More from the Threads Count exhibit

The Threads Count exhibit at the Museum and Arts Center has both delights and surprises. Take this hat, for example. Interesting on the face of it. Even more interesting after you read the artist’s statement by Lauralee DeLucca from Sequim:
“Stuck by a freak snowstorm in a creepy hotel in N. CA I did this to crack my kids up. It worked and doesn’t look half bad!”
The hat is constructed from…ready?…toilet paper!

There were a number of interesting hats displayed on animal heads, or “chapooches,” as they are called by Michele Delli Gatt of Port Angeles. Delli Gatt, fond of puns and word play, entitles the hat above, covered with “Pupp Pastry,” “Great Dane-ish.” Can you see why I found this exhibit so much fun?

Lest you come away thinking this exhibit is short on traditional weaving and fiber arts, here’s a glimpse of some of the beautiful, more conventional pieces. There are also fine examples of textile techniques and some lovely woven hangings. If you’re local or happen to be coming to Sequim the exhibit is well worth a visit.

Threads Count exhibit

I’d heard there was a textiles exhibit at the Museum and Arts Center and took a look last week. I was glad I did. While it has a selection of beautifully woven and stitched items, the displays included the sorts of whimsical items that I never fail to find delightful. One example is “The Madwoman in the Basement,” above, by Diane Williams of Port Angeles.

I love the artist’s statement: “The Madwoman in the Basement is a self-portrait. She is constructed mostly of stuff that fell to the floor of my basement studio. I swept up and had a doll. Her hair is very much like mine, thick, multi-textured, and uncontrollable. Her glasses are a scatter pin that I got for my sixth birthday. Sometimes it pays to keep everything and make messes. Her husband thinks she’s a hoarder.”

The Peace Mandala, above, is one of two items from Pat Herkal of Port Townsend that caught my eye.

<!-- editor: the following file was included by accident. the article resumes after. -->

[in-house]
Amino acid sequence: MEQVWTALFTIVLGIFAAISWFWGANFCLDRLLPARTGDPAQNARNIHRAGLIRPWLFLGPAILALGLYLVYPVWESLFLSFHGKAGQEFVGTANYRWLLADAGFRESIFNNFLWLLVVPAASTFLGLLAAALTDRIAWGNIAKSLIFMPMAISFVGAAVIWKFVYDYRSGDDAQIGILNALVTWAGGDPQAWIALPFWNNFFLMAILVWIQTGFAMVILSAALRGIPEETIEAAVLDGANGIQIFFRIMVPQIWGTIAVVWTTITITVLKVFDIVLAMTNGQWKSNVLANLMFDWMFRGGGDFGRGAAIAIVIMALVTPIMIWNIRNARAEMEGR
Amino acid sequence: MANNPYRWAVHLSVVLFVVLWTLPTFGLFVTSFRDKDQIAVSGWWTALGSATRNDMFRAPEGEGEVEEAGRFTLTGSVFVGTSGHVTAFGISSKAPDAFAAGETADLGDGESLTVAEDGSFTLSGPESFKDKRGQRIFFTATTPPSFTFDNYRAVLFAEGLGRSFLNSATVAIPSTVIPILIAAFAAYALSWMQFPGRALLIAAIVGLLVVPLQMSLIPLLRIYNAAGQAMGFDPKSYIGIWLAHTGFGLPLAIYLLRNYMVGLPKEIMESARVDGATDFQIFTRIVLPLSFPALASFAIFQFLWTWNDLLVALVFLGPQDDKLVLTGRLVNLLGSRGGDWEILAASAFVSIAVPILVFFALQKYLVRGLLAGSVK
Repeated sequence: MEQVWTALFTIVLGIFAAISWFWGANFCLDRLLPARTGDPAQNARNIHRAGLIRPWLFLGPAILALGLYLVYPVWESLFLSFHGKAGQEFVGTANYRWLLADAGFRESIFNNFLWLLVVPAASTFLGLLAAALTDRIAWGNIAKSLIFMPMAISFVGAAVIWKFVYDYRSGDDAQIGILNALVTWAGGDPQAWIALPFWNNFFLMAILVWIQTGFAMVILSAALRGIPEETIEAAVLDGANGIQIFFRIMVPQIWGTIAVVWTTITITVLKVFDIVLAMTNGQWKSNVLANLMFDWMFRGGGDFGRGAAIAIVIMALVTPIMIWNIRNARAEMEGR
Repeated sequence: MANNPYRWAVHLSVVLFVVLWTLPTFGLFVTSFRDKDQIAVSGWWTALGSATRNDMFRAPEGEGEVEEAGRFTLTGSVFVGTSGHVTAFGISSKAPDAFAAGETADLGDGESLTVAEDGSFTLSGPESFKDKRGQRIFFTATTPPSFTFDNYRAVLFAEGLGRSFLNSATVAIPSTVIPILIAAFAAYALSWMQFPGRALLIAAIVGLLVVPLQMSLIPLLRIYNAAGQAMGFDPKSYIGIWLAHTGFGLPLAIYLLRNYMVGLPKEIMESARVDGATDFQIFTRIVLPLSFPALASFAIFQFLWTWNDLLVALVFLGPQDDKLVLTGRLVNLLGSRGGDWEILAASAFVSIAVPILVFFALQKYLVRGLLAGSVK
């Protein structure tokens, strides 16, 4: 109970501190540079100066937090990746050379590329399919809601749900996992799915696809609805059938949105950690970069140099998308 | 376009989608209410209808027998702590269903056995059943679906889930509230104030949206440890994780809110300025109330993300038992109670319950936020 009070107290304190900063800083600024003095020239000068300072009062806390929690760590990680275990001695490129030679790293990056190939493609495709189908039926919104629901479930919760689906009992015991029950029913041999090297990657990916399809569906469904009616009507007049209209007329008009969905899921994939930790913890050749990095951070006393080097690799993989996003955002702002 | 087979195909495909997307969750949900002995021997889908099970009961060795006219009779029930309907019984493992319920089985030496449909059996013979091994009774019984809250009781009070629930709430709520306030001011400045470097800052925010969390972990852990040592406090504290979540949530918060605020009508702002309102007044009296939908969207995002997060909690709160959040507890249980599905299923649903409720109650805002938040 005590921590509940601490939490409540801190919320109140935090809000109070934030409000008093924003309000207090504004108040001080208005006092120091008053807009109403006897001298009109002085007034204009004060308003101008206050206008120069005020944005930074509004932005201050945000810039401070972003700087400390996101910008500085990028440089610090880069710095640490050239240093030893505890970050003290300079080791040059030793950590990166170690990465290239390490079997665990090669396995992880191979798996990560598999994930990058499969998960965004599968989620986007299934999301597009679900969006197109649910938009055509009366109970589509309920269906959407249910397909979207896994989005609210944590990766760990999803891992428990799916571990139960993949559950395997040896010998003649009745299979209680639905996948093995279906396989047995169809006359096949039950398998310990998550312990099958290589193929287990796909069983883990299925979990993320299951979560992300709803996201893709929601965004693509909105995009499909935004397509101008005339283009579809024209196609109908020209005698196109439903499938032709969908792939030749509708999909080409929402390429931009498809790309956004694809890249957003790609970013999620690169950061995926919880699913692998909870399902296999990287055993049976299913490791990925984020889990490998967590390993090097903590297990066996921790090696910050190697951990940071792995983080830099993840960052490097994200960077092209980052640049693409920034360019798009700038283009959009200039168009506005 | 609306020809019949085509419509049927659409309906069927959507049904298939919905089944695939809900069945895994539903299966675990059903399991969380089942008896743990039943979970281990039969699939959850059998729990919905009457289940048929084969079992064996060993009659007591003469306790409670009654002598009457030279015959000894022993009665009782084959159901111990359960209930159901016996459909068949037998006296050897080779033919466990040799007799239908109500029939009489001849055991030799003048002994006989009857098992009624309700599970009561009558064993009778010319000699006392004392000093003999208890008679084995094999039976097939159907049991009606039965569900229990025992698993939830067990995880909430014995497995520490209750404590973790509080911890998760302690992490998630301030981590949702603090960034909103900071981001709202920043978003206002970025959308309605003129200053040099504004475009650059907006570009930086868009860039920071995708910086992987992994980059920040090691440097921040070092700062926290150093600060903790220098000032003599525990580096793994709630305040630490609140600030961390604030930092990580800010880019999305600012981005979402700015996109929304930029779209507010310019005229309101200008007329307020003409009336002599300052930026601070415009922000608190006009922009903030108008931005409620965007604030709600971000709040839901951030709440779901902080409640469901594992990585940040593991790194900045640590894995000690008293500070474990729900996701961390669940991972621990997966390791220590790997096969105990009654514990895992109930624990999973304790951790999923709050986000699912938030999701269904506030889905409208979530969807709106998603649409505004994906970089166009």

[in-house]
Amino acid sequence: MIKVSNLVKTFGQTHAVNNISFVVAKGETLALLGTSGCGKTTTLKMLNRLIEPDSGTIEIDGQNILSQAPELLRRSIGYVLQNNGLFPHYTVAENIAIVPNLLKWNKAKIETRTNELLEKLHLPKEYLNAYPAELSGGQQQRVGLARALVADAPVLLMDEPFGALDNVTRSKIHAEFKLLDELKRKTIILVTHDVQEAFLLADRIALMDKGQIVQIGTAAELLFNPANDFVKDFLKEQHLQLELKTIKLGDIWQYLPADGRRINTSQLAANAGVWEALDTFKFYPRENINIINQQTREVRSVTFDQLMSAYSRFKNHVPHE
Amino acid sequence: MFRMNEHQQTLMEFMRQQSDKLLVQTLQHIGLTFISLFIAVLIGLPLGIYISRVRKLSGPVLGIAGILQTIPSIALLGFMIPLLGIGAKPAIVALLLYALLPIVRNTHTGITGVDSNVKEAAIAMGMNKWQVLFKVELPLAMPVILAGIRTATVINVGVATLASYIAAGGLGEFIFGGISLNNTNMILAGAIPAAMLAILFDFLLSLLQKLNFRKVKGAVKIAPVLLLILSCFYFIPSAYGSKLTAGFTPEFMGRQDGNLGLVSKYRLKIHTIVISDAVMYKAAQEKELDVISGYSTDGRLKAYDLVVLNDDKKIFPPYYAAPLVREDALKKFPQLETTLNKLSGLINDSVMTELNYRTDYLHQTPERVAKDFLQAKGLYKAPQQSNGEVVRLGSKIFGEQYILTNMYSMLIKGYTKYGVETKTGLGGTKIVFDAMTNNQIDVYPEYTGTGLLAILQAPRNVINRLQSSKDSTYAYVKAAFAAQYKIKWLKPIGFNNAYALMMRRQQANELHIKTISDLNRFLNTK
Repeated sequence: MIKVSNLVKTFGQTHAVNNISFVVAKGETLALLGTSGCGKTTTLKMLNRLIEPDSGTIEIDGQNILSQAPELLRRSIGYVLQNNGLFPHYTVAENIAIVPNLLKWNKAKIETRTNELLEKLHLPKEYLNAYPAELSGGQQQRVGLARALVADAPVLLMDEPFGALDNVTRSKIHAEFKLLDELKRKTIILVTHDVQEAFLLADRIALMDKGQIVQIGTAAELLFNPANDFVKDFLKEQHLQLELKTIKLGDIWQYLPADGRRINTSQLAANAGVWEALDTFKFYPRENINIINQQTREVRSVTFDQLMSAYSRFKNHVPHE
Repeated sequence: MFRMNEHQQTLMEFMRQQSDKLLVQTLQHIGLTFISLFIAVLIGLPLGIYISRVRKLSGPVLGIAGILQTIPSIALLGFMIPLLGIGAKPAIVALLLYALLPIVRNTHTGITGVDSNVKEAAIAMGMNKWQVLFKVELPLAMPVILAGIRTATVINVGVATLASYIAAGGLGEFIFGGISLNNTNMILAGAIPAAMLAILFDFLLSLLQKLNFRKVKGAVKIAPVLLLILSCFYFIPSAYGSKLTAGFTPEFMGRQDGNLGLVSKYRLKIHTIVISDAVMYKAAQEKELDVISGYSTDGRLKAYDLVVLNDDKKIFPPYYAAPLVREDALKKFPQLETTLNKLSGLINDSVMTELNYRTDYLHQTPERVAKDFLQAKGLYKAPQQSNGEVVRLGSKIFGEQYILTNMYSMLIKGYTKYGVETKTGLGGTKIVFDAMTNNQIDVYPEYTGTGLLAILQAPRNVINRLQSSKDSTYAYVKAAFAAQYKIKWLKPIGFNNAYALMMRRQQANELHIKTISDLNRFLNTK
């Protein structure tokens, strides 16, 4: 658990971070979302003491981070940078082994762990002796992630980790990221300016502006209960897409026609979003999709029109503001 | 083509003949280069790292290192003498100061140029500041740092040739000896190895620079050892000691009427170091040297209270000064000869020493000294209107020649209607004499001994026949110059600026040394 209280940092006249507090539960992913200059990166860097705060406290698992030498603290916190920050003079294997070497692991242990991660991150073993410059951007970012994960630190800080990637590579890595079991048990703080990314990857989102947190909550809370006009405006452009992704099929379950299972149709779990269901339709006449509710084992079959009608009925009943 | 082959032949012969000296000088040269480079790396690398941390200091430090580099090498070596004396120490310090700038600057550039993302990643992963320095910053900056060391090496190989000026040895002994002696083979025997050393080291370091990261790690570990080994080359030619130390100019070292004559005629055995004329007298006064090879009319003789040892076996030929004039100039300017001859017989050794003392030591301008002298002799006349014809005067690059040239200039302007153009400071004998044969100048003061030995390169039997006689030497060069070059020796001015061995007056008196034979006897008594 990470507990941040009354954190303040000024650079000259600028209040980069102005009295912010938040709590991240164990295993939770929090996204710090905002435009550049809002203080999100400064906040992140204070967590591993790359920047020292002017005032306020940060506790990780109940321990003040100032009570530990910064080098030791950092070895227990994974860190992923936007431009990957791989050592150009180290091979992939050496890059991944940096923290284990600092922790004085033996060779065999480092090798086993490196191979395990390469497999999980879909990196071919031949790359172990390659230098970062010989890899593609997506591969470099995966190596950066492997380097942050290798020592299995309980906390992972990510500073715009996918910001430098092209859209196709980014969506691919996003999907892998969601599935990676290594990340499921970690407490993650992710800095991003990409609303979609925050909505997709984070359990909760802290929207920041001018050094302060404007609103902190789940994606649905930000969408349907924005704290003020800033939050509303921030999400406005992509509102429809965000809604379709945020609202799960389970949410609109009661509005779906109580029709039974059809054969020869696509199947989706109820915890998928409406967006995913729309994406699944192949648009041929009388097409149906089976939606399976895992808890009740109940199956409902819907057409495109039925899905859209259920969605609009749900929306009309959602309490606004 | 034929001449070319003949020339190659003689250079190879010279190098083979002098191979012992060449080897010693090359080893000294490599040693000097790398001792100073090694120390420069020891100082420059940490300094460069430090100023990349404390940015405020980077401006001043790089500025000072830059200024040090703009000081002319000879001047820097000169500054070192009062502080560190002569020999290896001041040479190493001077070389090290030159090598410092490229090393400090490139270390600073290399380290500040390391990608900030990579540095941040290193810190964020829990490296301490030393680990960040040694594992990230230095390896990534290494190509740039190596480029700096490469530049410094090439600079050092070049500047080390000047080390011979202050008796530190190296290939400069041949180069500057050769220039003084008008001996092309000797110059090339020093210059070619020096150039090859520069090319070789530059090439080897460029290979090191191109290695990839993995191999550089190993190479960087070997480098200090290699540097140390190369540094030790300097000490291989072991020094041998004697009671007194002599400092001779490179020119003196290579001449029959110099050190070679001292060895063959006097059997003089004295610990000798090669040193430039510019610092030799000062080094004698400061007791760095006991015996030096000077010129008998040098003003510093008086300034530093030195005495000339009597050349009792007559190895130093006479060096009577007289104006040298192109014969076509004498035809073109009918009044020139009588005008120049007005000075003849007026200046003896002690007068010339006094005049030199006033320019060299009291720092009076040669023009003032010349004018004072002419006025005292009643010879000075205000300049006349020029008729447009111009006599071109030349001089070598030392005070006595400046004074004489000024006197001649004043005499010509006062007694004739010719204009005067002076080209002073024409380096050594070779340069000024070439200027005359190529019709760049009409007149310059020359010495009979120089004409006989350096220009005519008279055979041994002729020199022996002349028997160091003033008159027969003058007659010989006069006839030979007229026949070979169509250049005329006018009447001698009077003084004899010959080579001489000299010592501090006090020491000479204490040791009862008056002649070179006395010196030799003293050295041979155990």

This is the second piece from Pat Herkal that I liked, called “Two Time Tina.” The artist’s statement is, “Two Time Tina is as frustrated as I am with today’s technology. We are both using all our parts to try to stay current and to hold onto our past skills.” I’m no technophobe but I can definitely relate.

The “Threads Count — Textiles, Technology and Tales” exhibit will be on display through November. I’ll show you a few more pieces tomorrow.

Totems, old and new

The styles of the totems shown in the Royal BC Museum in Victoria are as varied as the First Nations cultures they represent.

The BC Museum totems are different from the many more contemporary totems you can find in Sequim, for example here, and here. In 2011 I did a series on the totem poles of our local Jamestown S’Klallam Tribe. If you’re interested, click here, here, here, here, and here. These two links will take you to the Jamestown S’Klallam carving shed in Blyn to show you local carvers and works in progress: here and here.

This totem is from an 1858 Kwakiutil house post in the village of Humtaspi on Hope Island. At its top is a moon figure. Beneath is the Dzoonokwa, a wild woman who lives in the woods. She is often seen with a basket on her back where she places stolen children that she intends to eat. I found this one particularly interesting as I have heard locally a Native American story about a similar child-eating character. She certainly gets around and undoubtedly has terrorized generations of children.

Totem art

We recently spent two days in Victoria, British Columbia. The trip included a visit to one of my favorite spots, the Royal B.C. Museum. There we spent most of an afternoon in the museum’s First Peoples Galleries. There is a rich exploration of the lives of Canada’s First Nations people and our tour led us to their superb collection of totem poles. They’re kept in low light and my photos reflect some judicious editing. There are additional totems on museum grounds outside. Click here to take a look at a photo of these from 2010. It is part of a series on totems that I posted in 2011. I’ll share links to that series tomorrow.

Totems include Nootkan, Tsimshian, Haida and other styles that tower over visitors.

Local totem

I haven’t photographed totem poles for quite a while. I will soon show you some from the Royal BC Museum in Victoria. But first here’s one from the S’Klallam Tribe that stands near the Jamestown Medical Center in Sequim. I picked up a brochure about it some years back but can’t seem to put my hands on it again.